LABS GALLERY: Windows Server 2008 R2 Stands Out Most for Hyper-V, Win 7 Features

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LABS GALLERY: Windows Server 2008 R2 Stands Out Most for Hyper-V, Win 7 Features

by Jason Brooks

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Multiple Management Points

In contrast with virtualization-only products such as VMware's ESX Server, Hyper-V is baked into Windows Server, which means visiting various separate Windows configuration tools to perform Hyper-V operations such as shared storage management.

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Validation Wizard

R2's Failover Cluster Validation wizard proved invaluable for rooting out the handful of configuration wrinkles I encountered during my tests of this feature.

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Create a New VM

Once I'd configured my Failover Cluster, I could create new virtual machines from the Failover Cluster management console, as well as from the Hyper-V management consoles for each of my nodes.

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Legacy Peripherals

Microsoft has released compatibility drivers for Linux machines running Red Hat Enterprise Linux and SUSE Linux Enterprise Server, but I had to start out with a "legacy" network device to complete a network installation of my Linux VM.

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Live Migration

Moving running VMs from one node to another was fast and easy using the Failover Clustering console.

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Enlightened Drivers

Installing the so-called "enlightened" drivers for Linux machines required a bit of dependency hunting. I'd love to see Microsoft smooth this process with a package repository for the drivers.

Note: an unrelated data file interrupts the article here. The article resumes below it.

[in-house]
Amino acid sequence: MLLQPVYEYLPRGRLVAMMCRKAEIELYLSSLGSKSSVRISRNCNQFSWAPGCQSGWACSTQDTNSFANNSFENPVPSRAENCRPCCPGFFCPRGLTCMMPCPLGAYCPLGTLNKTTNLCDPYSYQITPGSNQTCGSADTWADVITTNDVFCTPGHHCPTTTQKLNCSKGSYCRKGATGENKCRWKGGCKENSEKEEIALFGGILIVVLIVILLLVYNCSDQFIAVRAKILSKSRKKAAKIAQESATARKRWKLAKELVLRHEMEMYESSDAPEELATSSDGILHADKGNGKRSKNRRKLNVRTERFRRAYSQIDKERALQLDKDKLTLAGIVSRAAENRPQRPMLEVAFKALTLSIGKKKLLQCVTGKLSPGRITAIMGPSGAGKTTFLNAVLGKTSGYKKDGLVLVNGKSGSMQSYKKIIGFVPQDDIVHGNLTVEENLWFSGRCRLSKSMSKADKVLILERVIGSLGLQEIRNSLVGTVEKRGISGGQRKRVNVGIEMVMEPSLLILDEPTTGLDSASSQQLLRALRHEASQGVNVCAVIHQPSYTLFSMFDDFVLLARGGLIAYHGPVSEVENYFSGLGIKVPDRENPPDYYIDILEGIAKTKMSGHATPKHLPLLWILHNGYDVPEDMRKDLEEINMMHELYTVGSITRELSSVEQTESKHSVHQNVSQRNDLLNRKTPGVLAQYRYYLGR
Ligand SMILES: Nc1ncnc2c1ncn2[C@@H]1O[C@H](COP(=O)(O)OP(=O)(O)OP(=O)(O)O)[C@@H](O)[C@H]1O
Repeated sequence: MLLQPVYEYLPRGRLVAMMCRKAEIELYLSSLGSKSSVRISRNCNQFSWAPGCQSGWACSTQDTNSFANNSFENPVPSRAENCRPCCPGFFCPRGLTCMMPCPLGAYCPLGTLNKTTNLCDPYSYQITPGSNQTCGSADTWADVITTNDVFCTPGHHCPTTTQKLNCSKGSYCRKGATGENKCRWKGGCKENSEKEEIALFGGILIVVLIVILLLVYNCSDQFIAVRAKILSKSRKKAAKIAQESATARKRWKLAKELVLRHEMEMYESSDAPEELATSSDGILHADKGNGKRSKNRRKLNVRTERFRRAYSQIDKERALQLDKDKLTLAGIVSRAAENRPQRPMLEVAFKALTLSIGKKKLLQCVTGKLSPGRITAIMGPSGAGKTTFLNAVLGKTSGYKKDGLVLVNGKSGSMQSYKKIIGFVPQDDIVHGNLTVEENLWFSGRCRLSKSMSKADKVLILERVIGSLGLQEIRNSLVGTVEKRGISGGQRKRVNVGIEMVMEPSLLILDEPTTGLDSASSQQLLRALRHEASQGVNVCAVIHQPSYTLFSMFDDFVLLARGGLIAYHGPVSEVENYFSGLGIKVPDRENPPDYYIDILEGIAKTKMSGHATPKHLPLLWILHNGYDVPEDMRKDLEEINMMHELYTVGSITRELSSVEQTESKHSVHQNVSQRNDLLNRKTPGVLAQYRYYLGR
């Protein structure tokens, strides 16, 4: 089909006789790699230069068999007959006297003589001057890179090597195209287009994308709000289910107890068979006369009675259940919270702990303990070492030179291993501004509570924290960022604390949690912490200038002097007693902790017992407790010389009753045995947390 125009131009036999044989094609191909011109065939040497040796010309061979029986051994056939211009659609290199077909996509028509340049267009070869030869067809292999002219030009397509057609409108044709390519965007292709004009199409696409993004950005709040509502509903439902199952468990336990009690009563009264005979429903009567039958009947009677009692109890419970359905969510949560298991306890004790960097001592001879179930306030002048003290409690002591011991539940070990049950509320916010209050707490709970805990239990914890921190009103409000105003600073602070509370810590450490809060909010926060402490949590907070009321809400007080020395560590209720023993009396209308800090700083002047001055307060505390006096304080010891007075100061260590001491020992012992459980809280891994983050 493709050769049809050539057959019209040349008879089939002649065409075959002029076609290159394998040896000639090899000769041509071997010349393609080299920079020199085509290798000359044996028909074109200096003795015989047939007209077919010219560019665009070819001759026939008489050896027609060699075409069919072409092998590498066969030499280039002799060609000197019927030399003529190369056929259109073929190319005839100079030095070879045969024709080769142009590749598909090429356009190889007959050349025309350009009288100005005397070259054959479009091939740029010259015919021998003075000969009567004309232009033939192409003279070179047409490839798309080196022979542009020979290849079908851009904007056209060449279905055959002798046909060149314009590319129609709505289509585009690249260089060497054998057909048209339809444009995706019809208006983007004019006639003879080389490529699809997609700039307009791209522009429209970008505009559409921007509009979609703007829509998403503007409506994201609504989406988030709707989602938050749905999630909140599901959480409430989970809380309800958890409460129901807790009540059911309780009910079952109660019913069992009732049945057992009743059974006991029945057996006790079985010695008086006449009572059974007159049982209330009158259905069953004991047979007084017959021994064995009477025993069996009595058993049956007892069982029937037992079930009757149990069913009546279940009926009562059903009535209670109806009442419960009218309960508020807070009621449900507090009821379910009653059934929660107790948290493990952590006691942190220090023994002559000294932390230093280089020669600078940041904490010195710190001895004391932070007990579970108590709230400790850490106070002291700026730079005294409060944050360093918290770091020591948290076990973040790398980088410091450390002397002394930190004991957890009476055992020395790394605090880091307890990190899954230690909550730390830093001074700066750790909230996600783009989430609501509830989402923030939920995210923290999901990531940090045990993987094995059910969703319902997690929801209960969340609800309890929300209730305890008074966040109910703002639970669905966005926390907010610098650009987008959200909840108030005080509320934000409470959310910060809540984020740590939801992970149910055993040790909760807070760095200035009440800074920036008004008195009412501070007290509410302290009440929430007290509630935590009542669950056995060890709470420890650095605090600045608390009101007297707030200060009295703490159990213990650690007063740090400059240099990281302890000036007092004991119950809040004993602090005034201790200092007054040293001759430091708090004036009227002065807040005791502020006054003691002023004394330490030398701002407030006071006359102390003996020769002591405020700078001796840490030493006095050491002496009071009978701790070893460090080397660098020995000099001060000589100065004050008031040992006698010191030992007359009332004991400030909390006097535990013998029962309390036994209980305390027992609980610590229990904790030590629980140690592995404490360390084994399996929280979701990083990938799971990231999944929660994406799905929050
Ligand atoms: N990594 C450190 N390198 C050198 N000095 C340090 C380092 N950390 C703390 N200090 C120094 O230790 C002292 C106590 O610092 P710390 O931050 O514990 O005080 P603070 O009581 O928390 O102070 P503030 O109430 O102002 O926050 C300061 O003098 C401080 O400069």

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RemoteApp

I used R2's Remote Desktop Services to make Word 2010 available as a RemoteApp, complete with a Windows installer for integrating the hosted application with client machines.

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Running RemoteApps

After installing my Word RemoteApp on a client system, I could launch it from the machine's Start menu.

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High Availability for VMs

An entry for "virtual machine" appears in the list of applications and services that may be enabled for high availability.

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Convert to High Availability

I set out to cluster one of the VMs I'd created on a single node, but I ended up having to copy and paste my virtual hard drive and recreate a VM using that disk to complete the node-to-cluster migration.

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